One negative point from the game: Capdevilla faking an elbow to the face in order to get Ricardo Costa eliminated. I'll touch on some of the work that FIFA has to do around the game later, but what I would do, in the spirit of fairness [although I'm a Spain fan] is review the incident [post-game] and reverse the decision; suspend Capdevilla for the next game and erase Costa's red card. Maybe throw in a fine for good measure as well. Such actions should not be tolerated in any sports.

So as I'm going down that slippery slope, here's a couple of articles that may keep you preoccupied with additional reading over the next couple of days (since I'll be travelling and there's a pause in the competition anyway):

1. Blatter apologizing to England and Mexico and admitting that "something has to be done" by FIFA: http://soccernet.espn.go.com/world-cup/story/_/id/5338733/ce/us/sepp-blatter-says-fifa-reopen-file-replay?cc=5901&ver=us

2. More on the same subject (with another theft incident - this time at a FIFA office - buried towards the bottom of the article: http://soccernet.espn.go.com/world-cup/blog?entryID=5338695&name=worldcup2010blog&cc=5901&ver=us

Aside from that (and with potential "extra credit" for additional reading) here's a couple of interesting blogs from people that aren't quite friendly [to say the least] when analyzing the most popular sport in the world. What can I tell you, narrow minds who don't even begin to understand the intricacies of the sport... but I don't blame them; they're more or less a product of the sports society in the US. The fundamental difference is that sports in the US are classified as follows (depending on who you ask, of course, but I'm generalizing):
  1. American Football (gridiron)
  2. Baseball
  3. Basketball
  4. Hockey
  5. Tennis
  6. ...I don't know... beach volleyball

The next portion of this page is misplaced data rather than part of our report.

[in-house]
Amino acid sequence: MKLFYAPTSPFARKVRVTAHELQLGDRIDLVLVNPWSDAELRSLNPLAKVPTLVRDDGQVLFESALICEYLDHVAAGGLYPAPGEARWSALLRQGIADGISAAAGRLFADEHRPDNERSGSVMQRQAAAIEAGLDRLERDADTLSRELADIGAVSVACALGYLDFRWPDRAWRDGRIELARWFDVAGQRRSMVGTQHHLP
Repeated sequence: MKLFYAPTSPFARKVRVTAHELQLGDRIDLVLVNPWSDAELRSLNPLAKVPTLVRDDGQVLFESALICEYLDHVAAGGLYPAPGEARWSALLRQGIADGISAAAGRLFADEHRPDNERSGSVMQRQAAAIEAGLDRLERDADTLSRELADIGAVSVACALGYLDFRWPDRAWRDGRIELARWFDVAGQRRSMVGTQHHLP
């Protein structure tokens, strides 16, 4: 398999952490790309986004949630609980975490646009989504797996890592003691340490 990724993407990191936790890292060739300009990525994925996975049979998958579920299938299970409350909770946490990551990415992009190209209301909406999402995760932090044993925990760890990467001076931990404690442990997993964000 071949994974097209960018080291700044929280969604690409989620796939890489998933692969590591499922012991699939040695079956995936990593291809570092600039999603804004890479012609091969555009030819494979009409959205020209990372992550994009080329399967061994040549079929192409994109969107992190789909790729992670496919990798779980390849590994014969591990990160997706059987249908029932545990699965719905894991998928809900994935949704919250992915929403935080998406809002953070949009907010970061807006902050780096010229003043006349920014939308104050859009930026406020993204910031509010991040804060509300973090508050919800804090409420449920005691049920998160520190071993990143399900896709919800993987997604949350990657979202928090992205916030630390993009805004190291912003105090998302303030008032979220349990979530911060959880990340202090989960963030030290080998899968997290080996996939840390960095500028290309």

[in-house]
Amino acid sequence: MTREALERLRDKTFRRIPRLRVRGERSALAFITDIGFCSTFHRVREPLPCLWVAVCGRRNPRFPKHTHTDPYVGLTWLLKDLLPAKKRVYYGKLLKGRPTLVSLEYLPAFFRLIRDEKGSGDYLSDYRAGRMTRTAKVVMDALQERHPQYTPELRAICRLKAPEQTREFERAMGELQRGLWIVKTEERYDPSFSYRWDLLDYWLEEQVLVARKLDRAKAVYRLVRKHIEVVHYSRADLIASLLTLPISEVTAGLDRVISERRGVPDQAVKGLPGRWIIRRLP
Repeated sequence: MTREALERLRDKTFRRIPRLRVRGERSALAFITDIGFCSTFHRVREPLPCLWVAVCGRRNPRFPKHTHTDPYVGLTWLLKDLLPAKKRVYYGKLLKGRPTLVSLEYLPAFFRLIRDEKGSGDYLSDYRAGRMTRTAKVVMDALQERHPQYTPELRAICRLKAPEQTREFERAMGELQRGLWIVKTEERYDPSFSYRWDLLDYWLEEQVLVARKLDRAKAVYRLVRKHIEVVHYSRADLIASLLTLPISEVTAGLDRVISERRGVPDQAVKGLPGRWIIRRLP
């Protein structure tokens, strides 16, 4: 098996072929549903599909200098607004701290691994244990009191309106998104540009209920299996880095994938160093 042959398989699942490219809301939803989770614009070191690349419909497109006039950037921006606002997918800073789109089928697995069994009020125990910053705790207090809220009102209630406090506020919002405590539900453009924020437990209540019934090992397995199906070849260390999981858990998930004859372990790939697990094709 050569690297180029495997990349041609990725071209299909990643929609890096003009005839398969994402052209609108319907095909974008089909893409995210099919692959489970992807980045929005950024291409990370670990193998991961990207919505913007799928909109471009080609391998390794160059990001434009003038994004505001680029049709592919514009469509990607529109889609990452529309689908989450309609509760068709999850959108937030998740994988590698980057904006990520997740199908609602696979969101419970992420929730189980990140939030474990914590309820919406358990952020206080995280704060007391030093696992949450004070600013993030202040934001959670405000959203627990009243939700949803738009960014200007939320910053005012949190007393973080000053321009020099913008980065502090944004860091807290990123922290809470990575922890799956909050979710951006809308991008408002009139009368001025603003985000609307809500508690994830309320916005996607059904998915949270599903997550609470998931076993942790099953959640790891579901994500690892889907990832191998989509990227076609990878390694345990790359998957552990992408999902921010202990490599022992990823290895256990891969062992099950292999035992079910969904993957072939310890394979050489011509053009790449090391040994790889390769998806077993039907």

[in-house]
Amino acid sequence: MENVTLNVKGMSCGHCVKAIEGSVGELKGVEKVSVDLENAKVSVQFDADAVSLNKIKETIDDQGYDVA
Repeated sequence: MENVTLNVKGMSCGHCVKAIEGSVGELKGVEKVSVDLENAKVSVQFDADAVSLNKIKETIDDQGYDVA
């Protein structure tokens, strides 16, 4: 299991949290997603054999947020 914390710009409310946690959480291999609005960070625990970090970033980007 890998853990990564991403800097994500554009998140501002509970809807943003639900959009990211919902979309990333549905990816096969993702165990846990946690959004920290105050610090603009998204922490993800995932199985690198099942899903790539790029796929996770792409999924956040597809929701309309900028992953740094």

...while in Europe and/or South America (generalizing again) it looks like this:
  1. Football
  2. Football
  3. Football
  4. Football
  5. Football (the 'soccer' kind for all of the above)
  6. ....
  7. Beach Volleyball
Once Americans understand this, the 'light' will eventually come on!

The first one is quite appalling, and if you read through the comments, you'll realize that most people don't agree with that view (and quite hate the narrow, close-minded approach to it). But I'll let you be the judge of that... http://profootballtalk.nbcsports.com/2010/06/13/look-out-futbol-here-comes-football-1/

The second one is not as bad (while it still attempts to explain why 'soccer' is not - and will not be - popular in the states). Although he makes some valid points, especially in reference to refereeing and replays (which we already 'talked' about) this type of attitude has no place in any US publication. In case you want to scroll through the responses, I like in particular the ones from dudester21 and mattfutball (you might have to scroll down or go the the next page to find them): http://content.usatoday.com/communities/thehuddle/post/2010/06/football-vs-futbol-why-the-world-cup-whets-our-nfl-appetite/1

So I'll leave you with these tidbits for now, while I'm getting ready for a quick trip to the motherland. From quarterfinals on, this blog will be brought to you from the Black Sea coast!

Bye for now...see you on Friday!